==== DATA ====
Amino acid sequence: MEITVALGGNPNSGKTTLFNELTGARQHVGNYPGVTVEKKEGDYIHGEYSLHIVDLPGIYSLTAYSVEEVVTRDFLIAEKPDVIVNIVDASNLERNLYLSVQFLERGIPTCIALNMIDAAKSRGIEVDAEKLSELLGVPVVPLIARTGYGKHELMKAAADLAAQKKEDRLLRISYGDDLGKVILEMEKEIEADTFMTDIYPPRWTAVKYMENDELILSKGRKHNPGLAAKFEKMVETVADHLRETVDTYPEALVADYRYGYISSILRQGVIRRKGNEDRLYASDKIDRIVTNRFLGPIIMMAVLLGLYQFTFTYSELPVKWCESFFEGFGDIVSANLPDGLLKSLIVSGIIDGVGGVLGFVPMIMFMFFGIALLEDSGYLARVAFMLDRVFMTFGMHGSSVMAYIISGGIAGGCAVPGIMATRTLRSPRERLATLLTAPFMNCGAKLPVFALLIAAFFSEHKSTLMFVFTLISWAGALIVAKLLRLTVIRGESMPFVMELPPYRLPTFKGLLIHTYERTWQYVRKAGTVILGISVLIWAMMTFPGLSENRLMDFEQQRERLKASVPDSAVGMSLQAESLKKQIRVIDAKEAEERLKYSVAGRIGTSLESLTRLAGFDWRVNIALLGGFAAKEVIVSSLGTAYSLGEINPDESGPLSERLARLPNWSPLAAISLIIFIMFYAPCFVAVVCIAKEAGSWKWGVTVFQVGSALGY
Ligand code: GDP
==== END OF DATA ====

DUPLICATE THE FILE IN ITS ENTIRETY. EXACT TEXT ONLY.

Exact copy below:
Amino acid sequence: MEITVALGGNPNSGKTTLFNELTGARQHVGNYPGVTVEKKEGDYIHGEYSLHIVDLPGIYSLTAYSVEEVVTRDFLIAEKPDVIVNIVDASNLERNLYLSVQFLERGIPTCIALNMIDAAKSRGIEVDAEKLSELLGVPVVPLIARTGYGKHELMKAAADLAAQKKEDRLLRISYGDDLGKVILEMEKEIEADTFMTDIYPPRWTAVKYMENDELILSKGRKHNPGLAAKFEKMVETVADHLRETVDTYPEALVADYRYGYISSILRQGVIRRKGNEDRLYASDKIDRIVTNRFLGPIIMMAVLLGLYQFTFTYSELPVKWCESFFEGFGDIVSANLPDGLLKSLIVSGIIDGVGGVLGFVPMIMFMFFGIALLEDSGYLARVAFMLDRVFMTFGMHGSSVMAYIISGGIAGGCAVPGIMATRTLRSPRERLATLLTAPFMNCGAKLPVFALLIAAFFSEHKSTLMFVFTLISWAGALIVAKLLRLTVIRGESMPFVMELPPYRLPTFKGLLIHTYERTWQYVRKAGTVILGISVLIWAMMTFPGLSENRLMDFEQQRERLKASVPDSAVGMSLQAESLKKQIRVIDAKEAEERLKYSVAGRIGTSLESLTRLAGFDWRVNIALLGGFAAKEVIVSSLGTAYSLGEINPDESGPLSERLARLPNWSPLAAISLIIFIMFYAPCFVAVVCIAKEAGSWKWGVTVFQVGSALGY
Ligand code: GDP